Okay, enough about that. How to actually implement this? Let's say that the viewer is sitting at coordinates $(x,y,z,w)$. And let's say the viewer is facing in the direction of $(\delta x, \delta y, \delta z, \delta w)$ with $\delta x^2 + \delta y^2 + \delta z^2 + \delta w^2 = 1$. Notice that since the direction the viewer is facing is tangential to the hypersphere, it must be perpendicular to the coordinates, that is

$$x\cdot \delta x + y\cdot \delta y + z \cdot \delta z + w \cdot \delta w = 0$$

Given these two vectors, you can use some linear algebra to complete them to an orthonormal basis of four dimensional space (which can be obtained by solving some linear equations based on orthogonality to the two given vectors), call the two additional vectors $(a,b,c,d)$ and $(a',b',c',d')$. Then your translation matrix should be given by

$$M(\phi) = \begin{pmatrix} x & \delta x & a & a'\\ y & \delta y & b & b' \\ z & \delta z & c & c' \\ w & \delta w & d & d'\end{pmatrix} \begin{pmatrix} \cos(\phi) & \sin(\phi) & 0 & 0\\ -\sin(\phi) & \cos(\phi) & 0 & 0 \\ 0 & 0 & 1 & 0 \\ 0 & 0 & 0 & 1\end{pmatrix} \begin{pmatrix} x & y & z & w\\ \delta x & \delta y & \delta z & \delta w \\ a & b & c & d \\ a' & b' & c' & d'\end{pmatrix}$$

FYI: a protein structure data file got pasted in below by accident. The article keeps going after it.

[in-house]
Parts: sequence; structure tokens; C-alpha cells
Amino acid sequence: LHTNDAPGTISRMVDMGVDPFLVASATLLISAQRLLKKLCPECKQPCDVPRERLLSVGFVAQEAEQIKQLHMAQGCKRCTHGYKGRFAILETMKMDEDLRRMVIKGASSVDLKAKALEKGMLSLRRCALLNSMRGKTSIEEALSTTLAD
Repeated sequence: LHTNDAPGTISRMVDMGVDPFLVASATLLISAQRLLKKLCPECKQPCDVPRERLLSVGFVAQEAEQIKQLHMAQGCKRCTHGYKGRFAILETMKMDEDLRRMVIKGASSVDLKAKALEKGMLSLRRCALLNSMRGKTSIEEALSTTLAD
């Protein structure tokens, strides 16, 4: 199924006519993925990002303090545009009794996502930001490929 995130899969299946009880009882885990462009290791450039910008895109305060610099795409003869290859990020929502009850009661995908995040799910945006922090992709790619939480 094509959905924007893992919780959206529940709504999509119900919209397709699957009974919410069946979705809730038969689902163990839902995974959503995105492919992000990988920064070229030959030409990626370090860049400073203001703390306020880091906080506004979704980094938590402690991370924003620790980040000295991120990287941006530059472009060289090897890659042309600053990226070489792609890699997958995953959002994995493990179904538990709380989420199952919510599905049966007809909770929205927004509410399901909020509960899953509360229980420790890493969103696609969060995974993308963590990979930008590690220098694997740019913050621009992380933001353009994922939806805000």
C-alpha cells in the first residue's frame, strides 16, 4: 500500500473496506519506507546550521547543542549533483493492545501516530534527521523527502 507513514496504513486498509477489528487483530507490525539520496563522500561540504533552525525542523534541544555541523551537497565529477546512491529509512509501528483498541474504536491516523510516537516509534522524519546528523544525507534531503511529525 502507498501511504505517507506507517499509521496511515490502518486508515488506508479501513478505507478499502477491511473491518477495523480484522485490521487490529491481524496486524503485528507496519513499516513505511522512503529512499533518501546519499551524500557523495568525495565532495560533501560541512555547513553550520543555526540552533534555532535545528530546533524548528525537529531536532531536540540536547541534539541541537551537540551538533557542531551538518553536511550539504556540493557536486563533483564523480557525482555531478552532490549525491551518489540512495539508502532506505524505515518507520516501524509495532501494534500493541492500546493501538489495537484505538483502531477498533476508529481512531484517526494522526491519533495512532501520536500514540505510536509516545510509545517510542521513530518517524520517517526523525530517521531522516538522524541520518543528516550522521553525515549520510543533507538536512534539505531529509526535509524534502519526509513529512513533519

A quick explanation: by fixing the orthonormal basis, we can use it to construct an orthogonal transformation to a coordinate system in which the viewer sits at $(1,0,0,0)$ and is facing in the $(0,1,0,0)$ direction. Then all we need to do is to conjugate back the transportation matrix for that situation. The $\phi$ parameter measures the (angular) distance you travelled on the hypersphere.

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Note, if you do want a spinning effect, you can replace the identity matrix in the bottom right corner of the center matrix in the last expression with the rotation matrix $[ \cos, \sin; -\sin, \cos]$ acting on some function $f(\phi)$. – Willie Wong Mar 3 '11 at 10:37
Thank you so much. I am no mathematican, and you clarified many concepts that helped me build my walk ahead matrix based on yours M(ϕ). But more importantly, you helped me grasp many concepts that simply made no sense on those long past linear algebra classes. – lvella Mar 9 '11 at 4:11